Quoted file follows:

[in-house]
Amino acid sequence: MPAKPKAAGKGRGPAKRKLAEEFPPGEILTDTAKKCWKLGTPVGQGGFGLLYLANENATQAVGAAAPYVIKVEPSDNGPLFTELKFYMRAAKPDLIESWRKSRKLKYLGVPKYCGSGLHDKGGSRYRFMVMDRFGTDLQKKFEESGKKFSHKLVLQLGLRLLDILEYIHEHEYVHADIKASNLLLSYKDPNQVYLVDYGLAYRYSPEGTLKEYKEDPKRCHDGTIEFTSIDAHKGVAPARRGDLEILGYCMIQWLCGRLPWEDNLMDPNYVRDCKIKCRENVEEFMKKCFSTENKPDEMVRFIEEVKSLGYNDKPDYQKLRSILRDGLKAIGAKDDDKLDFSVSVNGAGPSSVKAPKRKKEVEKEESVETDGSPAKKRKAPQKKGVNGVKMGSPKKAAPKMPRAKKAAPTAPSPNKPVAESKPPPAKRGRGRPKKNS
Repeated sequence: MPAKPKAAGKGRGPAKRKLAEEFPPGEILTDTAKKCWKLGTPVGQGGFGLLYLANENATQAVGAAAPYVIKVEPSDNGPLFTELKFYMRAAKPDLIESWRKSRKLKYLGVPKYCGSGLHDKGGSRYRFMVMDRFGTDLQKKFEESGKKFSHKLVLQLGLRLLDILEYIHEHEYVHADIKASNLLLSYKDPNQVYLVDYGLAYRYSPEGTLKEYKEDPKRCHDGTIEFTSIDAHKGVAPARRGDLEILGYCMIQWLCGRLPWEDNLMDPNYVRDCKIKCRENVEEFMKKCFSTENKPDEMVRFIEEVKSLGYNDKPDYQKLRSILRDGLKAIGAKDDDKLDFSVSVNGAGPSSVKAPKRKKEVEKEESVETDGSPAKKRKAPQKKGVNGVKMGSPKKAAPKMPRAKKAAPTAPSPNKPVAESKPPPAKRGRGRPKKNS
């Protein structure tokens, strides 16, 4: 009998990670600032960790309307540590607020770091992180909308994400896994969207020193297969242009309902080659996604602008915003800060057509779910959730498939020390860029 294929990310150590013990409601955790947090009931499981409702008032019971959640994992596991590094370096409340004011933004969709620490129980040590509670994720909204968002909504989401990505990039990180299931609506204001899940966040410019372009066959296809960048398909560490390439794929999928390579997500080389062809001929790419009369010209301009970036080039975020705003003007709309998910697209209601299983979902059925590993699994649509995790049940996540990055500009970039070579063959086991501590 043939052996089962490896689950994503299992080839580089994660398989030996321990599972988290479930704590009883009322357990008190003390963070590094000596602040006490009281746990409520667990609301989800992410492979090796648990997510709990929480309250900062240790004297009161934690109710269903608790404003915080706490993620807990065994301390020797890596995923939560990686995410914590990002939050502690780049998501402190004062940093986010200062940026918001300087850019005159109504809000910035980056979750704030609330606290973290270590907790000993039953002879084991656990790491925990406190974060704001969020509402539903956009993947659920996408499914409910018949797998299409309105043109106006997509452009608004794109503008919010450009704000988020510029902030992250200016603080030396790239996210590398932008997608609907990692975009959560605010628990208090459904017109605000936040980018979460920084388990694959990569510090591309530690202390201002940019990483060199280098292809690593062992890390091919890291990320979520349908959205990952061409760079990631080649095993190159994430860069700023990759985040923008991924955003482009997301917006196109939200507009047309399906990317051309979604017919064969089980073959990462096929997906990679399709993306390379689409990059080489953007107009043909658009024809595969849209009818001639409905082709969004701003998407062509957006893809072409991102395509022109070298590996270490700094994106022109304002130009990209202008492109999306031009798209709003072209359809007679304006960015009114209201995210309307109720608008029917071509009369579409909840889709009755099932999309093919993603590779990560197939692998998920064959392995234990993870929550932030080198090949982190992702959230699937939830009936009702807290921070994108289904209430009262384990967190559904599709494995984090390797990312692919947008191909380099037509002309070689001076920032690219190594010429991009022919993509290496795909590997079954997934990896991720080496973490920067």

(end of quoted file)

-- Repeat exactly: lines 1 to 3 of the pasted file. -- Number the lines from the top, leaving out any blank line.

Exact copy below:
[in-house]
Amino acid sequence: MPAKPKAAGKGRGPAKRKLAEEFPPGEILTDTAKKCWKLGTPVGQGGFGLLYLANENATQAVGAAAPYVIKVEPSDNGPLFTELKFYMRAAKPDLIESWRKSRKLKYLGVPKYCGSGLHDKGGSRYRFMVMDRFGTDLQKKFEESGKKFSHKLVLQLGLRLLDILEYIHEHEYVHADIKASNLLLSYKDPNQVYLVDYGLAYRYSPEGTLKEYKEDPKRCHDGTIEFTSIDAHKGVAPARRGDLEILGYCMIQWLCGRLPWEDNLMDPNYVRDCKIKCRENVEEFMKKCFSTENKPDEMVRFIEEVKSLGYNDKPDYQKLRSILRDGLKAIGAKDDDKLDFSVSVNGAGPSSVKAPKRKKEVEKEESVETDGSPAKKRKAPQKKGVNGVKMGSPKKAAPKMPRAKKAAPTAPSPNKPVAESKPPPAKRGRGRPKKNS
Repeated sequence: MPAKPKAAGKGRGPAKRKLAEEFPPGEILTDTAKKCWKLGTPVGQGGFGLLYLANENATQAVGAAAPYVIKVEPSDNGPLFTELKFYMRAAKPDLIESWRKSRKLKYLGVPKYCGSGLHDKGGSRYRFMVMDRFGTDLQKKFEESGKKFSHKLVLQLGLRLLDILEYIHEHEYVHADIKASNLLLSYKDPNQVYLVDYGLAYRYSPEGTLKEYKEDPKRCHDGTIEFTSIDAHKGVAPARRGDLEILGYCMIQWLCGRLPWEDNLMDPNYVRDCKIKCRENVEEFMKKCFSTENKPDEMVRFIEEVKSLGYNDKPDYQKLRSILRDGLKAIGAKDDDKLDFSVSVNGAGPSSVKAPKRKKEVEKEESVETDGSPAKKRKAPQKKGVNGVKMGSPKKAAPKMPRAKKAAPTAPSPNKPVAESKPPPAKRGRGRPKKNS